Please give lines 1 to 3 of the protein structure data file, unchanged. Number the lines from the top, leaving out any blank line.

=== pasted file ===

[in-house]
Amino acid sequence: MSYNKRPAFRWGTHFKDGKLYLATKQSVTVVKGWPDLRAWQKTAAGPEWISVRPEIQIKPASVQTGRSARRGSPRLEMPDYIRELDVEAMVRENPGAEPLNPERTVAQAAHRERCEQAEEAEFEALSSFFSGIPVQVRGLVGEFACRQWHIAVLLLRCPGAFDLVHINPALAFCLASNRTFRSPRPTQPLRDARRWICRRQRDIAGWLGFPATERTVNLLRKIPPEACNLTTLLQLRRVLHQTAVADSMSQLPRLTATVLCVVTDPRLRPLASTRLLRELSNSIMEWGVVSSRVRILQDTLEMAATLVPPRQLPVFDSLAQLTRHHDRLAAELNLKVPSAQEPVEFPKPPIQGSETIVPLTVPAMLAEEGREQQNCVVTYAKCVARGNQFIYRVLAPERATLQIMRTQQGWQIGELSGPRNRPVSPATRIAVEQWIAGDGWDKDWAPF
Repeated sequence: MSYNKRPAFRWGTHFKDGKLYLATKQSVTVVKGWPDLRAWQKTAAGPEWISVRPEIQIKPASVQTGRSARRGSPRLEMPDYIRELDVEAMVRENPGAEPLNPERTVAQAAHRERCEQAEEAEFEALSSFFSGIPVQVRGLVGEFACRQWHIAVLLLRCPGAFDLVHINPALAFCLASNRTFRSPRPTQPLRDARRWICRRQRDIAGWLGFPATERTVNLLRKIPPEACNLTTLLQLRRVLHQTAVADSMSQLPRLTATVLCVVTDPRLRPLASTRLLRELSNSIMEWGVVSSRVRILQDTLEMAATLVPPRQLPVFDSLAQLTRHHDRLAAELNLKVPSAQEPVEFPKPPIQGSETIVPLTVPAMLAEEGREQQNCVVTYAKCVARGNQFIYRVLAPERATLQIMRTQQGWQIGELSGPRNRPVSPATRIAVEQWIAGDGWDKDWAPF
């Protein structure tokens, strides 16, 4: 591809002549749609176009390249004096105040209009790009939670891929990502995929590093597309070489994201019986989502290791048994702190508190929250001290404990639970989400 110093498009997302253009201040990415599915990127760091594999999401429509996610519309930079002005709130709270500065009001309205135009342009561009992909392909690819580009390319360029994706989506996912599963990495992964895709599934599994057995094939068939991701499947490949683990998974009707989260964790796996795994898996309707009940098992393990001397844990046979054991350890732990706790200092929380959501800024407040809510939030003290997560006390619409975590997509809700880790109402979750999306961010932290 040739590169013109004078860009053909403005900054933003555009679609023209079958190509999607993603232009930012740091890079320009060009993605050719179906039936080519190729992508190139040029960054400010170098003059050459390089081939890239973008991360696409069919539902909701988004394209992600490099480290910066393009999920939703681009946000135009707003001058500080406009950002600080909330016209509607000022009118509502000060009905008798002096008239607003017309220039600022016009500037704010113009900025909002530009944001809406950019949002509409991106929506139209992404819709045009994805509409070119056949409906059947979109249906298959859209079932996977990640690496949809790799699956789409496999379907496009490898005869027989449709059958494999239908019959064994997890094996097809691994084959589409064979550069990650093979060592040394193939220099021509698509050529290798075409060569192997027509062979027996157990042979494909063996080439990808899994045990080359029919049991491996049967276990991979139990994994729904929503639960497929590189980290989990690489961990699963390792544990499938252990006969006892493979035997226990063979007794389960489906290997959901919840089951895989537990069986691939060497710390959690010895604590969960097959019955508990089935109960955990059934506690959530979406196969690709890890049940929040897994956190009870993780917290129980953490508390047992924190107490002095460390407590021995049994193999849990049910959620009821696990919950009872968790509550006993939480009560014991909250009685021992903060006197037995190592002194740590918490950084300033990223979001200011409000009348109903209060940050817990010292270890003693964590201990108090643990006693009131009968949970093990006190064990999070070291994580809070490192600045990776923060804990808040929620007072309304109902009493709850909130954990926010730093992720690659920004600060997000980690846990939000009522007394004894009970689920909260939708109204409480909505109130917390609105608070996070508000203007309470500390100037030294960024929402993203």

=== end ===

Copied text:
[in-house]
Amino acid sequence: MSYNKRPAFRWGTHFKDGKLYLATKQSVTVVKGWPDLRAWQKTAAGPEWISVRPEIQIKPASVQTGRSARRGSPRLEMPDYIRELDVEAMVRENPGAEPLNPERTVAQAAHRERCEQAEEAEFEALSSFFSGIPVQVRGLVGEFACRQWHIAVLLLRCPGAFDLVHINPALAFCLASNRTFRSPRPTQPLRDARRWICRRQRDIAGWLGFPATERTVNLLRKIPPEACNLTTLLQLRRVLHQTAVADSMSQLPRLTATVLCVVTDPRLRPLASTRLLRELSNSIMEWGVVSSRVRILQDTLEMAATLVPPRQLPVFDSLAQLTRHHDRLAAELNLKVPSAQEPVEFPKPPIQGSETIVPLTVPAMLAEEGREQQNCVVTYAKCVARGNQFIYRVLAPERATLQIMRTQQGWQIGELSGPRNRPVSPATRIAVEQWIAGDGWDKDWAPF
Repeated sequence: MSYNKRPAFRWGTHFKDGKLYLATKQSVTVVKGWPDLRAWQKTAAGPEWISVRPEIQIKPASVQTGRSARRGSPRLEMPDYIRELDVEAMVRENPGAEPLNPERTVAQAAHRERCEQAEEAEFEALSSFFSGIPVQVRGLVGEFACRQWHIAVLLLRCPGAFDLVHINPALAFCLASNRTFRSPRPTQPLRDARRWICRRQRDIAGWLGFPATERTVNLLRKIPPEACNLTTLLQLRRVLHQTAVADSMSQLPRLTATVLCVVTDPRLRPLASTRLLRELSNSIMEWGVVSSRVRILQDTLEMAATLVPPRQLPVFDSLAQLTRHHDRLAAELNLKVPSAQEPVEFPKPPIQGSETIVPLTVPAMLAEEGREQQNCVVTYAKCVARGNQFIYRVLAPERATLQIMRTQQGWQIGELSGPRNRPVSPATRIAVEQWIAGDGWDKDWAPF